* Founder Eugene Melnyk to support company’s board
* Biovail to appoint one of Melnyk’s choices
* Shares up 2.4 percent at C$14.73 (Adds analyst comments, updates share price; in U.S. dollars unless noted)
By Scott Anderson
TORONTO, May 26 (Reuters) - Biovail Corp BVF.TO reached an agreement with its founder Eugene Melnyk that will help avoid another proxy battle like the one that disrupted its shareholder meeting a year ago.
Melnyk, the company’s largest shareholder, agreed to back the company’s nominees to the board. He also promised not to participate in a proxy battle or make a shareholder proposal at any time until after the 2010 shareholder meeting.
He will also withdraw two proposed nominees he was trying to get named to the board.
In exchange, Canada’s biggest publicly traded drug company, agreed to appoint Frank Potter, one of Melnyk’s choices, to the board and audit committee.
The company’s annual meeting is scheduled for May 28 in Toronto.
Melnyk, the millionaire owner of the Ottawa Senators National Hockey League team, had battled with Biovail management over plans to shift the company’s emphasis to new treatments for disorders of the central nervous system.
Instead, he pushed for an emphasis on the company’s product pipeline, including a return to “difficult to manufacture” generic drugs, as well as acquiring more products and technologies.
Earlier this year, Melnyk had called for a special shareholders meeting to vote on two board nominees backed by him and on changes to the company’s governance.
Melnyk, who stepped down as executive chairman in 2007, was seeking a vote on resolutions that he said would bring the company’s corporate practice in line with recommendations from the Canadian Coalition of Good Governance.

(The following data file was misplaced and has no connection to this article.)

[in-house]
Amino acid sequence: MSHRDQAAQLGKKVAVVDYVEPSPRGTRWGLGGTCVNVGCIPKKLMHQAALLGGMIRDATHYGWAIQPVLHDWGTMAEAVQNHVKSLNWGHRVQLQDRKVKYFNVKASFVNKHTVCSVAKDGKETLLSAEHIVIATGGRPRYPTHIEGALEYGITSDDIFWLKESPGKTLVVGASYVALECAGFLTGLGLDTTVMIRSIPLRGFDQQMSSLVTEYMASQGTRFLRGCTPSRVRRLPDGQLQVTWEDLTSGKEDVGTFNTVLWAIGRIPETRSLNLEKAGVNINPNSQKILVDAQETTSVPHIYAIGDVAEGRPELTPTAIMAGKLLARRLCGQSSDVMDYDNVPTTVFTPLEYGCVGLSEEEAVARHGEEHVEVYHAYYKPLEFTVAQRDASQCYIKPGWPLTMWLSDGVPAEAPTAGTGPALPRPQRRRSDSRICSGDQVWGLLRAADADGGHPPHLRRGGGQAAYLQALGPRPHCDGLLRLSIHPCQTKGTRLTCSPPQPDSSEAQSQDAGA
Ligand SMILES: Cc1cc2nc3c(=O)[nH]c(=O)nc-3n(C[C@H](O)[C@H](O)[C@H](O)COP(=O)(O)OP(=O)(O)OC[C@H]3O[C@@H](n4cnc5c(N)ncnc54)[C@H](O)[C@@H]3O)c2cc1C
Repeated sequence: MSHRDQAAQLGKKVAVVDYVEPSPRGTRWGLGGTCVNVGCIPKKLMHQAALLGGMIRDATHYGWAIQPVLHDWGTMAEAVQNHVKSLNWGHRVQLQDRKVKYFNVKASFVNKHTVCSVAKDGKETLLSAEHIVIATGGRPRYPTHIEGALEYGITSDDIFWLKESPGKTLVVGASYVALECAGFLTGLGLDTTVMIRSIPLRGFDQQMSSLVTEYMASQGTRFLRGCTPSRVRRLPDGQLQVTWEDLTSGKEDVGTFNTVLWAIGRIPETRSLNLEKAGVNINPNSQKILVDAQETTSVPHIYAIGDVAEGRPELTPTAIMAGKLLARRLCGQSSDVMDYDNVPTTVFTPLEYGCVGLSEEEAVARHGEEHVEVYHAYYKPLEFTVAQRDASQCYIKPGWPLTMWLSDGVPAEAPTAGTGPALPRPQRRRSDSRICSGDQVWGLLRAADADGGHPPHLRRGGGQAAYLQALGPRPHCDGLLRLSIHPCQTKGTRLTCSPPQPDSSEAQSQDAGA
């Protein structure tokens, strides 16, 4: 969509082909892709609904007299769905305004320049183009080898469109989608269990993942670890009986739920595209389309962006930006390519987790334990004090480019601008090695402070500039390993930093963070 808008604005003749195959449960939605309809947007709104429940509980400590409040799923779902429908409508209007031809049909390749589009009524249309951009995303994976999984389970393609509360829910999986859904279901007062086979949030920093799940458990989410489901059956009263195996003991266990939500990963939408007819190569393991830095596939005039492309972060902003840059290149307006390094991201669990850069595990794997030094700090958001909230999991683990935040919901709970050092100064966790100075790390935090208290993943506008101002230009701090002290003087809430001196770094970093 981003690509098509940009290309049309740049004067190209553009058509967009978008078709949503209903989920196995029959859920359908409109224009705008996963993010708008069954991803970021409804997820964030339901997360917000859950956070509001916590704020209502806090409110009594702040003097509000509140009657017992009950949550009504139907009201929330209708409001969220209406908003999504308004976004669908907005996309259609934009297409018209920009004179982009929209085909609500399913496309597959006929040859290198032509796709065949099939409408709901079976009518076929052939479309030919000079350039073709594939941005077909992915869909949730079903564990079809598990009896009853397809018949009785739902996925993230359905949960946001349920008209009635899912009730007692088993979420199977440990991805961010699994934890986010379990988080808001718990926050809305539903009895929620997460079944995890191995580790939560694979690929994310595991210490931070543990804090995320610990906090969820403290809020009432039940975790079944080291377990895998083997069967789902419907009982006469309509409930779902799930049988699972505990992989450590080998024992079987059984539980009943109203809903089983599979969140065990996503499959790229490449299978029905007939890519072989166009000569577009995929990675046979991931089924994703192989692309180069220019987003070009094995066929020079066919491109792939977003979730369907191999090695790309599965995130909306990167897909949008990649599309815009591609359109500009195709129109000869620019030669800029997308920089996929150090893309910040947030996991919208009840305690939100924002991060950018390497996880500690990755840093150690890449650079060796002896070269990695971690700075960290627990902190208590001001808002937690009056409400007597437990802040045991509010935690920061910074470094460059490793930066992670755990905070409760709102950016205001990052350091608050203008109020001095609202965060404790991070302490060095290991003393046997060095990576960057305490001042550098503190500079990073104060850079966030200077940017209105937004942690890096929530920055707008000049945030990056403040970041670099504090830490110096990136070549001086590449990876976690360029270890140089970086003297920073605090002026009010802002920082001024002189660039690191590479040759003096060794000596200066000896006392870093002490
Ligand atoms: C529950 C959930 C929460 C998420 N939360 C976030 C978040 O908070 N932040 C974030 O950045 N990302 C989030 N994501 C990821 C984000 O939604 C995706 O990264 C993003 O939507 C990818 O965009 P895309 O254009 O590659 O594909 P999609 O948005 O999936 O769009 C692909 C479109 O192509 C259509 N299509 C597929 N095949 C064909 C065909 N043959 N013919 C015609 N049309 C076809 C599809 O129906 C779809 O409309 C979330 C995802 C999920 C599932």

“Our proposals in February 2009 for corporate governance reform and our proposed nomination of two world-class individuals for Biovail’s board of directors were made solely to benefit all of the shareholders of the company I founded,” Melnyk said in a release issued Monday night.
“I believe the agreement we reached with the company will do just that,” he said.
“We are very pleased that we can now move forward and focus on the continued successful implementation of our new strategic focus through next year’s AGM,” Douglas Squires, Biovail’s chairman, said in a release issued late on Monday.
Both Biovail and Melnyk, who holds about 12 percent of the outstanding shares, refused further comment.
The battle over the strategic direction of the drug company has gone on for more than a year.
Last year, Melnyk pulled his own block of about 18.8 million shares in advance of the annual meeting in an attempt to have it postponed so he could build more support for his choice of directors and business plan.
That prompted a summer of legal wrangling that was not resolved until early August.
Since then, Biovail has pushed ahead with its mandate for treatments of the central nervous system.
It has also acquired a string of products and companies, moves that some have criticized for being ill-timed and too expensive .
Biovail shares have climbed 25 percent in the past year since it unveiled the new strategy and were up 2.4 percent at C$14.73 on the Toronto Stock Exchange on Tuesday morning.
“There’s not that many companies that have been able to make that kind of turnaround by making pretty good product acquisitions,” said Claude Camire, an analyst at Paradigm Capital.
“So he (Melnyk) can probably see that the strategy wasn’t that bad and, overall, there probably wasn’t a whole lot of point for anything else.”
Earlier this year, Melnyk agreed to pay $1 million in a settlement of a case with U.S. Securities and Exchange Commission over Biovail’s accounting practices. A hearing resumes late next month with the Ontario Securities Commission over his involvement in the firm’s accounting and disclosure practices, dating back to 2001.
Three other former executives have already settled with the OSC.
$1=$1.12 Canadian Reporting by Scott Anderson; editing by Rob Wilson